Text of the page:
Inception:: A Well Crafted Movie

I like movies that reflect my life, I think we all do.  The only way in which Inception reflects my life is that, like the main characters, I too dream.  None the less, it is a facinatingly riviting movie.  It’s Ocean’s 11 set in the world of the subconscious.  I predict that it will be nominated for several academy awards: Best Picture, Best Director, Special effects and writing.  Although the acting was superb, I don’t imagine that it will get any nods, but at this point in the year, that’s a really hard thing to guess about.

The story is complex and yet very simple.  Leonardo DiCaprio and Joseph Gordon Levitt play “dream pirates”, if you will.  They are paid to go into someone’s dream and mine their subconscious for marketable ideas.  Then one of their clients asks if it is possible to plant an idea in someone’s head making him think it was his own, “inception” in other words.  The concept is facinating and the complications are mulled over much like one would in a complicated heist movie.  Except here the take is someone’s free will in a way.  It’s logical, as well as fanciful, the right balance between realism and imagination. The science is barely explained, but that seems on purpose somehow.  The whole movies comes across like a very detailed dream.

We learn precious little about the characters, but it hardly seems to matter.  I was 75% of the way through the movie’s two and a half hours (which fly by, believe me) before I realized that I had no idea what DiCaprio’s character was even named (IMdb says it’s Cobb, but I could have sworn it was Tom, Tom Cobb maybe?), I laughed, because I honestly didn’t care.  This movie is written like a symphony and paced like a world class opera.  It has highs and lows in all of the right places.  Although it is fairly serious, there are some good comedic moments.  The cinematography is like a work of art, a work of M.C. Escher art.  The special effects are dazzling without being showy, and that is an insanely thin tight rope few movies have walked well.

The whole cast is stellar with a small role for Michael Caine.  The cast works well together even if the characters don’t.  There is a nice little gem of characterization in which Joseph Gordon Levitt’s character, Arthur, and Tom Hardy’s Eames, don’t really like each other.  A rich history between them is hinted at but never revealed and I found it very funny and more realistic than everyone magically getting along.  Ellen Page and Marion Cotillard area wonderful additions to this pile of men that are the main cast.  Ellen plays the perfect balance of innocence and wisdom, while Cotillard is mildly sinister in a way only a gorgeous french woman can be.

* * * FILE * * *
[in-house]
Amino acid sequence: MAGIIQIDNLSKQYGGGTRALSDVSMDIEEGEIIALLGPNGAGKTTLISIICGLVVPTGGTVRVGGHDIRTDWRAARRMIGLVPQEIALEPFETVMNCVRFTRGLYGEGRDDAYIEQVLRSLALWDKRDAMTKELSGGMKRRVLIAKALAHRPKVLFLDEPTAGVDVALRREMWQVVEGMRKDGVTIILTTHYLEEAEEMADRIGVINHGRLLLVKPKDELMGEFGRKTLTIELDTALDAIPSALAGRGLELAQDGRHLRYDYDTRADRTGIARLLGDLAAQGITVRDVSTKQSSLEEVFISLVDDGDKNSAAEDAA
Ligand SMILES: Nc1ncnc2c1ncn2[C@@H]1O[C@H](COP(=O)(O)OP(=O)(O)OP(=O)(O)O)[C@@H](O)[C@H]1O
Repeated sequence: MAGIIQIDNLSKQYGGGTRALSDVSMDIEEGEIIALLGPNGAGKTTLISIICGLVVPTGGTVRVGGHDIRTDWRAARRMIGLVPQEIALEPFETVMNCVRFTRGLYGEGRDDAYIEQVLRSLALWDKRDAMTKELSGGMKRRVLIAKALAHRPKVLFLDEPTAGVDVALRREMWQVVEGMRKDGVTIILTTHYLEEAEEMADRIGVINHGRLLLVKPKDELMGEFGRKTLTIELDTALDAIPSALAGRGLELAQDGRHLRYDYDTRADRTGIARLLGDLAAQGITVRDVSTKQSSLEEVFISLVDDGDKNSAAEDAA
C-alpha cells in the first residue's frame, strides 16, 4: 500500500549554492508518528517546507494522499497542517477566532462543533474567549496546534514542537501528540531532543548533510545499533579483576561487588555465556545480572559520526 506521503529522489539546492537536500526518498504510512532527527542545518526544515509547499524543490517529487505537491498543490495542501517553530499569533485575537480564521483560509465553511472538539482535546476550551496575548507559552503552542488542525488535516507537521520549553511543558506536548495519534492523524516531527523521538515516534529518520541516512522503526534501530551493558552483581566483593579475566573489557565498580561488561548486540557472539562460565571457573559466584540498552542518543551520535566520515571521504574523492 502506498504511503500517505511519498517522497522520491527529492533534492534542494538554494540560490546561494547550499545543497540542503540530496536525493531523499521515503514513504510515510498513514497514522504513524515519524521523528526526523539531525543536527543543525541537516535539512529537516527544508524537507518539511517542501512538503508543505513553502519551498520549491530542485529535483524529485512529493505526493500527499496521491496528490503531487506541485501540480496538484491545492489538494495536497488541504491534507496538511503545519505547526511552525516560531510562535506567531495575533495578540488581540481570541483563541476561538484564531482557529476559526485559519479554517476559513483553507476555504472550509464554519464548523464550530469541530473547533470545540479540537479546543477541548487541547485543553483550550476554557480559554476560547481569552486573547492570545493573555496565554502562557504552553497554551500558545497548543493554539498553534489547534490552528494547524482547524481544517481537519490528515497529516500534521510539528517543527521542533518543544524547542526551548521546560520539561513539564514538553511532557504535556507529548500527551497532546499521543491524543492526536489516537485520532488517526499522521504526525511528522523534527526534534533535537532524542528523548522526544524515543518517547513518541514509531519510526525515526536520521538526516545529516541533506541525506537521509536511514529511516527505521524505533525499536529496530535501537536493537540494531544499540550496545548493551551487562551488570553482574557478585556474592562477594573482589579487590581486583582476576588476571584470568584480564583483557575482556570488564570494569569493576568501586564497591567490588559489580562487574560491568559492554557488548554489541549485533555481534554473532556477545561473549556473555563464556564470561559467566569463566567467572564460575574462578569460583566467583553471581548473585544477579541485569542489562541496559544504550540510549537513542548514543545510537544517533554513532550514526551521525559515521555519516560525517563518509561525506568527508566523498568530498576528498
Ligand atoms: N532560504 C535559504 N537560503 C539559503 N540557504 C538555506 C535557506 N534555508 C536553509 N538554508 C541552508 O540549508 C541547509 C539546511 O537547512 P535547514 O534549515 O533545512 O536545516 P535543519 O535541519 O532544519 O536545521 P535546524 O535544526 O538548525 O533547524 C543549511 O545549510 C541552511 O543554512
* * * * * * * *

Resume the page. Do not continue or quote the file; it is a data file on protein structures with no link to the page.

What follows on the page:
In true Christopher Nolan fashion the end of the movie lends itself to joyful frustration.  The whole movie is so wonderfully disorienting (much likeMemento) that when my husband and my father saw it together they found themselves feeling like they were still in the movie due to a surprise summer thunder storm that before they went into the movie was nowhere in sight.  I had a similar sensation when I saw Memento with my husband (then just a promising date).  I didn’t know then what I know now about the man I married, which was that he often silently wanders off.  So here I was in the lobby of the Leammle Santa Monica reading movie posters still feeling dizzy from the end of Memeto when I look up and see that I am alone.  I was genuinely convinced that I might have always been alone at that movie and just forgot.  He had wandered off to the bathroom and returned shortly, but I was very taken by how much Nolan had messed with my mind; and I loved it!

Inception is one of those movies that are better in the theater, but really, see it anyway you can.  It doesn’t teach you how to be a better person, it has very little in the way of a moral tale, in fact I don’t see how it would improve your life one bit, it’s just awesome.

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